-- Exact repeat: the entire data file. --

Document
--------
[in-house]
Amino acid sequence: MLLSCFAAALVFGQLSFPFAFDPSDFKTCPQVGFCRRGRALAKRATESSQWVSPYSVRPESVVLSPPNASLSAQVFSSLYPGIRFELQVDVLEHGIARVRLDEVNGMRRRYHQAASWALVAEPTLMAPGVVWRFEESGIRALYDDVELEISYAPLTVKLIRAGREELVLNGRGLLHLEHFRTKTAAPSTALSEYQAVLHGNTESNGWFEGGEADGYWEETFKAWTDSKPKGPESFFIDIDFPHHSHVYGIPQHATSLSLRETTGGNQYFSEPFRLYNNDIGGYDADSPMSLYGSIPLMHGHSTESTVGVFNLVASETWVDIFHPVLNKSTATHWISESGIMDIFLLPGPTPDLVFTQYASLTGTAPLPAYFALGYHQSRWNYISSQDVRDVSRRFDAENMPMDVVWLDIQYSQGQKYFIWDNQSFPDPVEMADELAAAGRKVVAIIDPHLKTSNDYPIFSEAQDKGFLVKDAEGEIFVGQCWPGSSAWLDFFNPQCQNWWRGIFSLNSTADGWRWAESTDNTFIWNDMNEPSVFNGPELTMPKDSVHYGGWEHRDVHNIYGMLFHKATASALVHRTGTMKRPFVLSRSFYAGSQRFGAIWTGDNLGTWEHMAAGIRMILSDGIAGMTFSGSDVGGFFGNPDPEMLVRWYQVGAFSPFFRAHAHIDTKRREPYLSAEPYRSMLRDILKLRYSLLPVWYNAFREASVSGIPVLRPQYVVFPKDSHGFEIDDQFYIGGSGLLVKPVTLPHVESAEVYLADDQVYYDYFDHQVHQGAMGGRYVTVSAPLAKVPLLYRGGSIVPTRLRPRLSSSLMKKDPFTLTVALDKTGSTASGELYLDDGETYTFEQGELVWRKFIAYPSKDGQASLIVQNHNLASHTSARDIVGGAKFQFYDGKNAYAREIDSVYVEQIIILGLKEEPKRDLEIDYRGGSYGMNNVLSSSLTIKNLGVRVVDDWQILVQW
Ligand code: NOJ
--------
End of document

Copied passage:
[in-house]
Amino acid sequence: MLLSCFAAALVFGQLSFPFAFDPSDFKTCPQVGFCRRGRALAKRATESSQWVSPYSVRPESVVLSPPNASLSAQVFSSLYPGIRFELQVDVLEHGIARVRLDEVNGMRRRYHQAASWALVAEPTLMAPGVVWRFEESGIRALYDDVELEISYAPLTVKLIRAGREELVLNGRGLLHLEHFRTKTAAPSTALSEYQAVLHGNTESNGWFEGGEADGYWEETFKAWTDSKPKGPESFFIDIDFPHHSHVYGIPQHATSLSLRETTGGNQYFSEPFRLYNNDIGGYDADSPMSLYGSIPLMHGHSTESTVGVFNLVASETWVDIFHPVLNKSTATHWISESGIMDIFLLPGPTPDLVFTQYASLTGTAPLPAYFALGYHQSRWNYISSQDVRDVSRRFDAENMPMDVVWLDIQYSQGQKYFIWDNQSFPDPVEMADELAAAGRKVVAIIDPHLKTSNDYPIFSEAQDKGFLVKDAEGEIFVGQCWPGSSAWLDFFNPQCQNWWRGIFSLNSTADGWRWAESTDNTFIWNDMNEPSVFNGPELTMPKDSVHYGGWEHRDVHNIYGMLFHKATASALVHRTGTMKRPFVLSRSFYAGSQRFGAIWTGDNLGTWEHMAAGIRMILSDGIAGMTFSGSDVGGFFGNPDPEMLVRWYQVGAFSPFFRAHAHIDTKRREPYLSAEPYRSMLRDILKLRYSLLPVWYNAFREASVSGIPVLRPQYVVFPKDSHGFEIDDQFYIGGSGLLVKPVTLPHVESAEVYLADDQVYYDYFDHQVHQGAMGGRYVTVSAPLAKVPLLYRGGSIVPTRLRPRLSSSLMKKDPFTLTVALDKTGSTASGELYLDDGETYTFEQGELVWRKFIAYPSKDGQASLIVQNHNLASHTSARDIVGGAKFQFYDGKNAYAREIDSVYVEQIIILGLKEEPKRDLEIDYRGGSYGMNNVLSSSLTIKNLGVRVVDDWQILVQW
Ligand code: NOJ